There are three key principles of compassion: “I share this world with others,” “I feel for other people and they feel for me,” and “I am capable of helping others.” It is understandable for parents to want to see their child act with empathy and kindness, but fostering compassion requires a proactive approach from parents. Here are five tips for raising and encouraging compassionate children:
Model positive action live compassionately
Children pay close attention to their parents’ behaviors and listen intently to their parent’s words. When you help your neighbor with household chores, give generously to your community, or ask about your friend’s day, your children will take notice. These actions can impact the way your child interacts with the world and set them up with a more compassionate approach to life.
Talk to your children about empathy
Often, instilling compassion in your child can be as simple as communicating values.
Teach them what having compassion means in their family. When you see someone acting with kindness or compassion (or a lack thereof), point it out to them and ask your child how they think the actions of others might affect the people around them. This can help your child grow a wider sense of community. Remember that empathy is a skill, and that opening your child up to the world of varying approaches to compassion can greatly expand their own skillset.
This is not a one-time discussion with your child, rather you should use this strategy as an on-going dialogue that you have throughout their childhood that will inform and guide them to a more compassionate adulthood.
Act with respect toward your child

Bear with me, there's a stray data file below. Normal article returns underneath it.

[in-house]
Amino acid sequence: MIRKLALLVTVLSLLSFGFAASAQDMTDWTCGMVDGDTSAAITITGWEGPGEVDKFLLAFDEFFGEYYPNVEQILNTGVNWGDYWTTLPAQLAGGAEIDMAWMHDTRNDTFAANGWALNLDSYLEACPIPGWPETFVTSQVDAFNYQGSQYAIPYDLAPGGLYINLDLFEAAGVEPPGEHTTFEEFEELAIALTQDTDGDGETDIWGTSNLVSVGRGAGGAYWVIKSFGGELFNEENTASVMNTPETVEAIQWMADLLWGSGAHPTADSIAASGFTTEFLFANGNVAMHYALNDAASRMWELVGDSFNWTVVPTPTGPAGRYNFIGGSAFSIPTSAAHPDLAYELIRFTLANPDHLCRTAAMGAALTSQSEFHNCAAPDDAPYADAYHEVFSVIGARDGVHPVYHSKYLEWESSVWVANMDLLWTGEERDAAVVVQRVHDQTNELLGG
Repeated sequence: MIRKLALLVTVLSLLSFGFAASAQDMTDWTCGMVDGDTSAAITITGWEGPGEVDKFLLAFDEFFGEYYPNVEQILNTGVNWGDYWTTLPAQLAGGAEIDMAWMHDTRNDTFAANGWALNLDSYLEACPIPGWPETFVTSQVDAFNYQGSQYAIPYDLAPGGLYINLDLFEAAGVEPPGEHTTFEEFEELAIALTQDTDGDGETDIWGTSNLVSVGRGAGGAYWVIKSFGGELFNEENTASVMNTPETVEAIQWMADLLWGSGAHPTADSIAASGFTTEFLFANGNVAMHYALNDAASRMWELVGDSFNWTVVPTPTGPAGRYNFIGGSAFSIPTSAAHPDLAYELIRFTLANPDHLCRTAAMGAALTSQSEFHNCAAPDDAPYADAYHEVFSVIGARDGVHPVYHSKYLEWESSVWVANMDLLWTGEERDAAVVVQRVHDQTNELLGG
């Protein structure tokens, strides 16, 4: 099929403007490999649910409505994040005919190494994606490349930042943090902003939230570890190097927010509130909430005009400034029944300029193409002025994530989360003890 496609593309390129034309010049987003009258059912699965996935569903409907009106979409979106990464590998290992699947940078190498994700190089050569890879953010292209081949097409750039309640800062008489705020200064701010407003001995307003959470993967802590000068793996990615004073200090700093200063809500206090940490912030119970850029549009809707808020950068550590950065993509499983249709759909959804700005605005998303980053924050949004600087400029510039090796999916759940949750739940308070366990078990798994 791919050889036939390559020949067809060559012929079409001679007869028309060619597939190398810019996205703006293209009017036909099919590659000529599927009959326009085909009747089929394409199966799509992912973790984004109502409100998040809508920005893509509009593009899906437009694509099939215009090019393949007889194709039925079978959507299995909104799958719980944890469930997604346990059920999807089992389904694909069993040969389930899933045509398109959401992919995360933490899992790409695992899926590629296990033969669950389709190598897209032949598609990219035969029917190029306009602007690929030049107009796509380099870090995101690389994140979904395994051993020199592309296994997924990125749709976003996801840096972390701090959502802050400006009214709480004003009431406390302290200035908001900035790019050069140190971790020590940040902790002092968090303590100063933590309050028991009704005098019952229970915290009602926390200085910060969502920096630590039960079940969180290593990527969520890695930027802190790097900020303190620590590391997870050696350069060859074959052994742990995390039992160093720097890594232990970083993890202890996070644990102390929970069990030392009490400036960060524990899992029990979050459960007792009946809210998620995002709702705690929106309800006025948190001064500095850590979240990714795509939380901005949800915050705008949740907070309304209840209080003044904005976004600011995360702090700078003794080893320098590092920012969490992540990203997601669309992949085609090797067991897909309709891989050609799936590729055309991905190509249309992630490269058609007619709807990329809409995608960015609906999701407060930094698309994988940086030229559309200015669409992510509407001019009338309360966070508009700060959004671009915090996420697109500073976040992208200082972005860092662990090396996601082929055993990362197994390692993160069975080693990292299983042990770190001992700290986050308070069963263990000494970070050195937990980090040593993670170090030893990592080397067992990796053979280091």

They may not seem as busy as you, but your child values their time as much as you do. It is valuable for your child to treat their time and energy with the same respect you would toward any adult. This can be as easy as warning your child when its time to pick up and leave what they are doing or thanking them when they take time to be helpful. Being respectful should also coincide with regard to your child’s intelligence and autonomy, you can demonstrate this by justifying your reasoning when you are being punitive with your child, and taking into account that their punishment for misbehavior is not just effective but also fair and reasonable.
Respond to misbehavior or rudeness
To develop compassion, it is necessary for your child to understand the effect of rudeness, but also how to respond to it. If a stranger behaves an inconsiderate to you and does not acknowledge or apologize for their behavior, you can take a step back and help your child understand how that makes you or how it would make them feel if they were in the same situation. It can also be helpful to speak with compassion when point out to your child why someone may be behaving rudely. Communicating small messages like, “That person must be having a really bad day to treat people like that” can have a major impact on your child’s outlook by teaching them to both empathize with others even when they behave poorly and also that rudeness should be responded to with compassion.
It is not only important to point out the uncompassionate behavior of others, but also of your child and even yourself. If you or your child act with disregard for others, reassure your child that everyone makes mistakes. Communicate with them about what made them or you lose compassion in that moment.
Always remember, compassion is a skill to be honed. Everyone can have lapses in their own kindness and nurturing it in others may not always be a straightforward process. Having compassion and encouraging it in others is its own reward, instilling compassion in your child will promise them a more meaningful and joyful life.
Need Some Support?
We have amazing counselors and psychologists on our team! Just reach out if you or someone in your family would like to start services with us.
You can book a complimentary intake call here: www.coloradocac.com/book.